3) Construct a model to explain the process by which solutes dissolve in solvents, and develop an argument to describe how intermolecular forces affect the solubility of different chemical compounds.  

4) Conduct an investigation to determine how temperature, surface area, and stirring affect the rate of solubility. Construct an argument to explain the relationships observed in experimental data using collision theory.


CHEM1.PS3: Energy  

1) Contrast the concepts of temperature and heat in macroscopic and microscopic terms. Understand that thermal energy is a form of energy and temperature is a measure of average kinetic energy of a group of particles.

2) Draw and interpret heating and cooling curves and phase diagrams. Analyze the energy changes involved in calorimetry by using the law of conservation of energy quantitatively (use of q = mcΔT) and qualitatively.

3) Distinguish between endothermic and exothermic reactions by constructing potential energy diagrams and explain the differences between the two using chemical terms (e.g. activation energy). Recognize when energy is absorbed or given off depending on the bonds formed and bonds broken.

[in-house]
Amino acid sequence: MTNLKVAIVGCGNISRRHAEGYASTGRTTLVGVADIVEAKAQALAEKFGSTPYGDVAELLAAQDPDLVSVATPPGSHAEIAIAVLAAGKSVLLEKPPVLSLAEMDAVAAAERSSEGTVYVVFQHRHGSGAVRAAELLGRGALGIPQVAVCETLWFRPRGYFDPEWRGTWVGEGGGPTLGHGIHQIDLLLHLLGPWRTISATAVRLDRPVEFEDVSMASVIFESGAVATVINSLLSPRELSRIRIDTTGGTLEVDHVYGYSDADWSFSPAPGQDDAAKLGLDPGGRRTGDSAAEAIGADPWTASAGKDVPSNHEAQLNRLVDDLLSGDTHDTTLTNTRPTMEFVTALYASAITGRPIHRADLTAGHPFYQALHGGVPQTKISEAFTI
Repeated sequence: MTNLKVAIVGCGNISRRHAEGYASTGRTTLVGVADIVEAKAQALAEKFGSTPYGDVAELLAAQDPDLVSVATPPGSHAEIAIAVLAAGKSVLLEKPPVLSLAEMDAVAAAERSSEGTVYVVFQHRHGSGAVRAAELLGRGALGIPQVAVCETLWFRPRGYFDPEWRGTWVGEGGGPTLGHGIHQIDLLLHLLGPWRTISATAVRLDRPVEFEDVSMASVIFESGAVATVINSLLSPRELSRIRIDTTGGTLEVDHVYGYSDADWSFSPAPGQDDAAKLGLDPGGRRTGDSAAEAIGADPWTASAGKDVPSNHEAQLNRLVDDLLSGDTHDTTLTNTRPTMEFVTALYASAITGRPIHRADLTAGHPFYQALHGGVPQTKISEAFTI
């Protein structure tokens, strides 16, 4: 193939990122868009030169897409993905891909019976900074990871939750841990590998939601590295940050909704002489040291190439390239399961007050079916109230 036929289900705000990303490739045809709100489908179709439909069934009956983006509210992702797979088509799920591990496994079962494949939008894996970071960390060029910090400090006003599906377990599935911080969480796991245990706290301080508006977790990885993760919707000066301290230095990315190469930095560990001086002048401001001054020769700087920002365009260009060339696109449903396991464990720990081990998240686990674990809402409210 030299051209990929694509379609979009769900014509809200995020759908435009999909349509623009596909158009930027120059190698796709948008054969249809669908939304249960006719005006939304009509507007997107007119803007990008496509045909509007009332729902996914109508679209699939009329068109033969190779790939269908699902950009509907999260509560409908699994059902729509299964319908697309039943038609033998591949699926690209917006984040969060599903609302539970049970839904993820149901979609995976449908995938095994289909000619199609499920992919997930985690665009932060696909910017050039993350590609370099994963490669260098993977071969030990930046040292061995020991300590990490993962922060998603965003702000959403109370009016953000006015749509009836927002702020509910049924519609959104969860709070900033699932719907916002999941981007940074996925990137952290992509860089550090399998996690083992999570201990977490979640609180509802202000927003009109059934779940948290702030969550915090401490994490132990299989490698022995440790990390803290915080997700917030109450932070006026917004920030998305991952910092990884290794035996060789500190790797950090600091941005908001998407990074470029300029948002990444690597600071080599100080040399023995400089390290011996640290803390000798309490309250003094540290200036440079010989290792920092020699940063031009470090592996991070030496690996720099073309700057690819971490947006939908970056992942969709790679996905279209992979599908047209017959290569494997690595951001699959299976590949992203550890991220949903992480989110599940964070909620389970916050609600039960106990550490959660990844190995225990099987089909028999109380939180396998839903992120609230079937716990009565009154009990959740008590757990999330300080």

4) Analyze energy changes to explain and defend the law of conservation of energy.


CHEM1.PS4: Waves and Their Applications in Technologies for Information Transfer

1) Using a model, explain why elements emit and absorb characteristic frequencies of light and how this information is used. 




CHEM2.PS1: Matter and Its Interactions

1) Illustrate and explain the arrangement of electrons surrounding atoms and ions (electron configurations and orbital notation of a specific electron in an element) and relate the arrangement of electrons with observed periodic trends.

2) Gather evidence and perform calculations to determine the composition of a compound.  

3) Compare and contrast crystalline and amorphous solids with respect to particle arrangement, strength of bonds, melting and boiling points, bulk density, and conductivity; provide examples of each type.

4) Investigate and use mathematical representations to support Dalton’s law of partial pressures and to compare and contrast diffusion and effusion.

5) Obtain data and solve combined and ideal gas law problems and stoichiometry problems at STP and non-STP conditions to quantitatively explain the behavior of gases.  

6) Use the Van der Waal’s equation to support explanations of how real gases deviate from the ideal gas law.  

7) Investigate, describe, and mathematically determine the effect of solute concentration on vapor pressure using Raoult’s Law and of the solute’s van ’t Hoff factor on freezing point depression and boiling point elevation.